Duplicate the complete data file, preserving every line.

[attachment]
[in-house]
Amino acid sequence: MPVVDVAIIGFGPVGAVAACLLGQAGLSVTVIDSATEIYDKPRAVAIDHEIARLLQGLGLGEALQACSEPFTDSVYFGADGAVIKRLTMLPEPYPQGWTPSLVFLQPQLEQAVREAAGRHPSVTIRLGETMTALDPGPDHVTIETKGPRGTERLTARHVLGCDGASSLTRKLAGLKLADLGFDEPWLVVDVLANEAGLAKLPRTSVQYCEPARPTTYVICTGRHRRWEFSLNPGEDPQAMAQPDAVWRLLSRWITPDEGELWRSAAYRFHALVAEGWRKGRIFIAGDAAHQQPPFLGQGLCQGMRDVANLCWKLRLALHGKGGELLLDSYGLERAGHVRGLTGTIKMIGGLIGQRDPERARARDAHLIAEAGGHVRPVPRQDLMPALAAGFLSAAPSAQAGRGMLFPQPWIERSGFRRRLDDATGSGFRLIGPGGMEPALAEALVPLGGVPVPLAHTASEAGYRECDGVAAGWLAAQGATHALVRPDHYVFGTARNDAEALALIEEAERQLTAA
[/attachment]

[in-house]
Amino acid sequence: MPVVDVAIIGFGPVGAVAACLLGQAGLSVTVIDSATEIYDKPRAVAIDHEIARLLQGLGLGEALQACSEPFTDSVYFGADGAVIKRLTMLPEPYPQGWTPSLVFLQPQLEQAVREAAGRHPSVTIRLGETMTALDPGPDHVTIETKGPRGTERLTARHVLGCDGASSLTRKLAGLKLADLGFDEPWLVVDVLANEAGLAKLPRTSVQYCEPARPTTYVICTGRHRRWEFSLNPGEDPQAMAQPDAVWRLLSRWITPDEGELWRSAAYRFHALVAEGWRKGRIFIAGDAAHQQPPFLGQGLCQGMRDVANLCWKLRLALHGKGGELLLDSYGLERAGHVRGLTGTIKMIGGLIGQRDPERARARDAHLIAEAGGHVRPVPRQDLMPALAAGFLSAAPSAQAGRGMLFPQPWIERSGFRRRLDDATGSGFRLIGPGGMEPALAEALVPLGGVPVPLAHTASEAGYRECDGVAAGWLAAQGATHALVRPDHYVFGTARNDAEALALIEEAERQLTAA